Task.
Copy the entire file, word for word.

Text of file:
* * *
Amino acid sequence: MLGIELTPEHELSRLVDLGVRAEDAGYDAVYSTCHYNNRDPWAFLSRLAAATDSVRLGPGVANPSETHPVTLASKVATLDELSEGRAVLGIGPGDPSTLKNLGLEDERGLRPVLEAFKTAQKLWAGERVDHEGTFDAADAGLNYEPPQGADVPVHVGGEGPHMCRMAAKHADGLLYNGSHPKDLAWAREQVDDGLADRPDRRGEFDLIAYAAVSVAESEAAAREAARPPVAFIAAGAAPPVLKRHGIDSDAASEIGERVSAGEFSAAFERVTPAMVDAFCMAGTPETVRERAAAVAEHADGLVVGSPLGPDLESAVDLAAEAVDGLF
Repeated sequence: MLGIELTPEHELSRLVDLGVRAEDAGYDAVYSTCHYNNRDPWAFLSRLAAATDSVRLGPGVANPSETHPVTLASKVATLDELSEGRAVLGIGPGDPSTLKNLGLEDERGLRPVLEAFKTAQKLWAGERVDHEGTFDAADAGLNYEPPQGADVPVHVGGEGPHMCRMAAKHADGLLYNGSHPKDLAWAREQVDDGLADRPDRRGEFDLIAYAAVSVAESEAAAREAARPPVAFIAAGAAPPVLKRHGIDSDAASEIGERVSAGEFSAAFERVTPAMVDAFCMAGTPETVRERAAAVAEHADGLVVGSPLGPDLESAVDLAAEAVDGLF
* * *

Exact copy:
Amino acid sequence: MLGIELTPEHELSRLVDLGVRAEDAGYDAVYSTCHYNNRDPWAFLSRLAAATDSVRLGPGVANPSETHPVTLASKVATLDELSEGRAVLGIGPGDPSTLKNLGLEDERGLRPVLEAFKTAQKLWAGERVDHEGTFDAADAGLNYEPPQGADVPVHVGGEGPHMCRMAAKHADGLLYNGSHPKDLAWAREQVDDGLADRPDRRGEFDLIAYAAVSVAESEAAAREAARPPVAFIAAGAAPPVLKRHGIDSDAASEIGERVSAGEFSAAFERVTPAMVDAFCMAGTPETVRERAAAVAEHADGLVVGSPLGPDLESAVDLAAEAVDGLF
Repeated sequence: MLGIELTPEHELSRLVDLGVRAEDAGYDAVYSTCHYNNRDPWAFLSRLAAATDSVRLGPGVANPSETHPVTLASKVATLDELSEGRAVLGIGPGDPSTLKNLGLEDERGLRPVLEAFKTAQKLWAGERVDHEGTFDAADAGLNYEPPQGADVPVHVGGEGPHMCRMAAKHADGLLYNGSHPKDLAWAREQVDDGLADRPDRRGEFDLIAYAAVSVAESEAAAREAARPPVAFIAAGAAPPVLKRHGIDSDAASEIGERVSAGEFSAAFERVTPAMVDAFCMAGTPETVRERAAAVAEHADGLVVGSPLGPDLESAVDLAAEAVDGLF